As an opponent of the loot box structure, one can’t help but feel that ‘Buy Currency’ iconography threatens to penetrate the exploration of gameplay elements, as the text size represents excess corporate greed and the insidious nature of the ludo-capitalist playtriarchy.
Or something like that.
The point: video games aren’t art, or more aptly, they don’t have to be. Not because they lack artistic merit — but because video games don’t really need that moniker.
The connotations of art, then: prestigious, intellectual, worthwhile, invaluable, and something absolutely worthy of preservation, protection and reverence. ‘Art’ is seemingly a word that secures the medium’s esteem with just a single syllable, with people beyond its walls knowing it has value, well, just because, really.
With these associations, it’s not difficult to see anybody would want their favourite pastime or hobby to carry these valued connotations, “Yeah, beer pong is totally art, man. Watch this move — I call it ‘Mona Lisa’s tequila’.”
But with the term ‘art’ comes a selection of negative connotations, too, regardless of the actual truth: elitism, expense, impenetrability, and exclusivity.
For me, though, the core reason the ‘art’ moniker deals such a disservice to our beloved medium is because it suggests one-way expression — it expresses a point of view, an emotion, an experience or a belief. They create, we consume.
So, while ‘art’ might describe so many aspects of game development — of which could be described as a phenomenal intersection of numerous disciplines — it fails to acknowledge a critical differentiating factor: interactivity.
Video games could largely be described as an invitation for players to express themselves in the creators’ creation. Developers provide the tools with which we express ourselves in a way no other medium allows.
That might present itself in the selection of a dialogue option or choice of weapon, character creation and divergent endings. And with that in mind, it could be said that video games simply don’t need the ‘art’ label, a moniker that aims to piggyback on the positive connotations of something really quite different.
In other words, video games have come of age. They’ve grown up. They know who they are and what they want to be. Children copy those around them — friends, peers, parents, even fictional characters — because they haven’t experienced enough to know what they want to be.
And when I say ‘grown up’, I don’t explicitly mean tackling adult themes or the walkly-talky issue-resolution simulations indulged by some modern-day titles. They can be great — but a hacky-slashy-sweary beat ’em up is just as mature. The developers had a vision and went to town on executing it. Even if some onlookers might be quick to accuse it of being ‘teenage’ or ‘adolescent’, the ability to stand strong in the face of those allegations, to me, is maturity — they know what they want to be, regardless of the judgement of others.
Now, video games have already established their own set of connotations, such as interactivity, community, and connectivity. They have negative ones, too, of course, such as addiction, exploitation and isolation.
But it’s an identity all its own.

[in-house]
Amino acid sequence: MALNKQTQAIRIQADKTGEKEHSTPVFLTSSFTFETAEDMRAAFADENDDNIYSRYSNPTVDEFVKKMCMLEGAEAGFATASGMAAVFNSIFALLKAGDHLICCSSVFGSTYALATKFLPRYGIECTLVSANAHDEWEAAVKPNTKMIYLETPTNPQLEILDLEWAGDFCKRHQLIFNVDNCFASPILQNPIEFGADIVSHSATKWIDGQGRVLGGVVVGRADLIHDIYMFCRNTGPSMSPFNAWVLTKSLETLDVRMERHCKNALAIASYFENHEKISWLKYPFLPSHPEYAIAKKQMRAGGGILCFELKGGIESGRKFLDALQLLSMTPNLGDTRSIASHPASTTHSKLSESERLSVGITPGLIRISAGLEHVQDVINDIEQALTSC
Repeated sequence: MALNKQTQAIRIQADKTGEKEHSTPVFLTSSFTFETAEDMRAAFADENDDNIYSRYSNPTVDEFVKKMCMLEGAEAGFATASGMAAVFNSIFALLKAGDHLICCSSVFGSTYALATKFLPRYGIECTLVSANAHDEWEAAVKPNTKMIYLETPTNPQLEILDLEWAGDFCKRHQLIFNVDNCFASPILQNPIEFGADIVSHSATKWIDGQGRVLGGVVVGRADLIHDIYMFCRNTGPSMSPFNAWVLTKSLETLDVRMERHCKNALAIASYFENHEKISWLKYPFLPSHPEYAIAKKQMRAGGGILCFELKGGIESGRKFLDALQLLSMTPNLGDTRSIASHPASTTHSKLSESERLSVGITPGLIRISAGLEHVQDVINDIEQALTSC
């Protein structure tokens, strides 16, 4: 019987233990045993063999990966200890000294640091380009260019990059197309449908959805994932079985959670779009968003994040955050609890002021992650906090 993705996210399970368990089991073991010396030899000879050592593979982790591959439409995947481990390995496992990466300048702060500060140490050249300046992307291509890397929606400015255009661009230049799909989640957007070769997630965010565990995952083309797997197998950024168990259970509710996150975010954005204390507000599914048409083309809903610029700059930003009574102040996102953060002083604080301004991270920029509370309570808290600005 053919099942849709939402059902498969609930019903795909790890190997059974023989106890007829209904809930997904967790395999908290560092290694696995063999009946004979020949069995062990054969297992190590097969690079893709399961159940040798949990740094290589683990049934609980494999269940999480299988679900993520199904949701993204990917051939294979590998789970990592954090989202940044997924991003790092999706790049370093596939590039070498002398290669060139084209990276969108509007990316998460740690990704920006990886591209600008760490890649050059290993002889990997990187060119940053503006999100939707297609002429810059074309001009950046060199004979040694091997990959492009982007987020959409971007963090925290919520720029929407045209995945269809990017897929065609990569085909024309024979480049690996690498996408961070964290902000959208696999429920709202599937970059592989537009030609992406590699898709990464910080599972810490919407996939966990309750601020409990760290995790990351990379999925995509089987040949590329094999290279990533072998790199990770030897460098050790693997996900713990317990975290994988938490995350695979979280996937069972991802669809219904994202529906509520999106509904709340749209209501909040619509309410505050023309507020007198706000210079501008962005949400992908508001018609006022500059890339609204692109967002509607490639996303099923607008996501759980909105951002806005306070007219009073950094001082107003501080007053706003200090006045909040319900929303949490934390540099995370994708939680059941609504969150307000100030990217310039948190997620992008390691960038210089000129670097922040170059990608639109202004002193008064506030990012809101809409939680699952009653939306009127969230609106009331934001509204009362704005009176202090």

The flattering case could be made that video games have become such a powerful medium that their introduction to the ‘art’ pantheon would be enough to re-define the term entirely — that video games would mould the term anew.
But it’s difficult to escape the fact I have to download drivers, patches and additional content, not to mention that I need a specific set of hardware, “And here we have Hellblade, a 21st century piece that requires a GTX 980 and 8 gigabytes of random access memory.”
The desire for the title of ‘art’ almost smacks of insecurity, a remnant from the days when video games weren’t quite the mainstream entity they are today.
But if we were happy to embrace the moniker of ‘art’ — and all the negative connotations that carries — would we have a legitimate claim?
Perhaps it’s not a question of whether or not ‘games are art’ — but whether or not ‘game is art’. A case made on a game-by-game basis, not a case made for an entire medium.
This argument is in part defined by the industry’s adoption of questionable business practices, too. It’s difficult to argue the artistic merit of something designed to encourage spending on what effectively amounts to ‘random, not-real stuff’.
And this isn’t to undermine the phenomenal artistic merit many games carry — all whilst crafting experiences that takes into account player choice and unpredictability. It combines myriad art forms with agency and a mind-boggling volume of technical considerations and limitations.
And yet it feels as though the way we talk about games hasn’t quite caught up to their emerging identity. It perhaps points to failure of video games criticism’s ability to convey what it means to play video games without continually referring to other mediums. Metroid Prime has been described as the ‘Citizen Kane of video games’, highlighting that both represent their respective mediums in their near-perfect form.
It also doesn’t help that the medium often aspires to be cinematic and is oft praised for being so. Praised for being something other than a video game.
Mechanics aren’t easy to convey, either. Shiny graphics, swelling musical themes and celebrity cameos are instantly conveyable in any given trailer — putting mechanics and interactivity in the back seat despite being the single defining attribute of the medium.
It’s that defining attribute — interactivity — that means video games not only aren’t really ‘art’, but don’t benefit from that namesake. As video games continue to grow into their own identity, chasing the artistic dragon feels redundant as the industry will be rendering its own dragon, with the ability to control and manipulate said dragon to your heart’s content.
It might make you pay separately for the ability to fly that dragon, though.